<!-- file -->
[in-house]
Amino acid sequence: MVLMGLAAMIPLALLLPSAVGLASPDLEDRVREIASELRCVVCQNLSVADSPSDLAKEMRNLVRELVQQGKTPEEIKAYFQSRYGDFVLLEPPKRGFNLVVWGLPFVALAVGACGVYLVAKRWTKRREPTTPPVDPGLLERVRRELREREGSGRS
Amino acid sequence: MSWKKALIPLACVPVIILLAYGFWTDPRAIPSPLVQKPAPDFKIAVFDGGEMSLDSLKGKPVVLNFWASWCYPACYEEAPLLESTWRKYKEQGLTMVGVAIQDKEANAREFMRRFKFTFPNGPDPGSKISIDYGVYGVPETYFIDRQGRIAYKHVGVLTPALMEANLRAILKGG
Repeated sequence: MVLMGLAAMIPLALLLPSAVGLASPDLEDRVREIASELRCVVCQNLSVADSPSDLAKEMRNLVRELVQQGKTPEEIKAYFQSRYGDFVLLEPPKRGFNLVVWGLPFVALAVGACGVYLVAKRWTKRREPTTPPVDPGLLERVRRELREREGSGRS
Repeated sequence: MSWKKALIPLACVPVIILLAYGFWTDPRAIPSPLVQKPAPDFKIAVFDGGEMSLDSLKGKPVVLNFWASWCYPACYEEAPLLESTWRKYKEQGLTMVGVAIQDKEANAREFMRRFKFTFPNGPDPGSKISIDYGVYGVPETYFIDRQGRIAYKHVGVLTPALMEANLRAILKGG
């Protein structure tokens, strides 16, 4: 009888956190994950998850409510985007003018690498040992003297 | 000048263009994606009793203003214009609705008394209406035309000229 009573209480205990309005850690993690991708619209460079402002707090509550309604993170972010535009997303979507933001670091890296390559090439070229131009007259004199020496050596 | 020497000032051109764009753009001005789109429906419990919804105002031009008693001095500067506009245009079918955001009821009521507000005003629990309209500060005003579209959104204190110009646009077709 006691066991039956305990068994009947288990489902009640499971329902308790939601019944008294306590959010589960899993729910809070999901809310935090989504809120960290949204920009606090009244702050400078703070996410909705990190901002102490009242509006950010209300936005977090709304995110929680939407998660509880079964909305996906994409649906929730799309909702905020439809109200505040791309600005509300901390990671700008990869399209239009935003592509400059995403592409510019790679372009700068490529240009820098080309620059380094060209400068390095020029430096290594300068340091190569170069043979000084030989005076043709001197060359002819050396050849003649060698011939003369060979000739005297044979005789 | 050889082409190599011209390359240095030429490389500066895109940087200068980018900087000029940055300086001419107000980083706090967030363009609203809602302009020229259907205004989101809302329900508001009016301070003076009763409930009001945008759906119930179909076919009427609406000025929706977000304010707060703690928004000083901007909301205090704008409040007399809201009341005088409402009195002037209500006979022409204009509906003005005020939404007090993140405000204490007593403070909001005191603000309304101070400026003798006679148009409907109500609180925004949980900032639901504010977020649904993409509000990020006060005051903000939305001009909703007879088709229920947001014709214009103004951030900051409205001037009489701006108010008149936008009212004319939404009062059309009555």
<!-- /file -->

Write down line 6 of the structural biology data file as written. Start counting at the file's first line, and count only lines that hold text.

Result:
């Protein structure tokens, strides 16, 4: 009888956190994950998850409510985007003018690498040992003297 | 000048263009994606009793203003214009609705008394209406035309000229 009573209480205990309005850690993690991708619209460079402002707090509550309604993170972010535009997303979507933001670091890296390559090439070229131009007259004199020496050596 | 020497000032051109764009753009001005789109429906419990919804105002031009008693001095500067506009245009079918955001009821009521507000005003629990309209500060005003579209959104204190110009646009077709 006691066991039956305990068994009947288990489902009640499971329902308790939601019944008294306590959010589960899993729910809070999901809310935090989504809120960290949204920009606090009244702050400078703070996410909705990190901002102490009242509006950010209300936005977090709304995110929680939407998660509880079964909305996906994409649906929730799309909702905020439809109200505040791309600005509300901390990671700008990869399209239009935003592509400059995403592409510019790679372009700068490529240009820098080309620059380094060209400068390095020029430096290594300068340091190569170069043979000084030989005076043709001197060359002819050396050849003649060698011939003369060979000739005297044979005789 | 050889082409190599011209390359240095030429490389500066895109940087200068980018900087000029940055300086001419107000980083706090967030363009609203809602302009020229259907205004989101809302329900508001009016301070003076009763409930009001945008759906119930179909076919009427609406000025929706977000304010707060703690928004000083901007909301205090704008409040007399809201009341005088409402009195002037209500006979022409204009509906003005005020939404007090993140405000204490007593403070909001005191603000309304101070400026003798006679148009409907109500609180925004949980900032639901504010977020649904993409509000990020006060005051903000939305001009909703007879088709229920947001014709214009103004951030900051409205001037009489701006108010008149936008009212004319939404009062059309009555």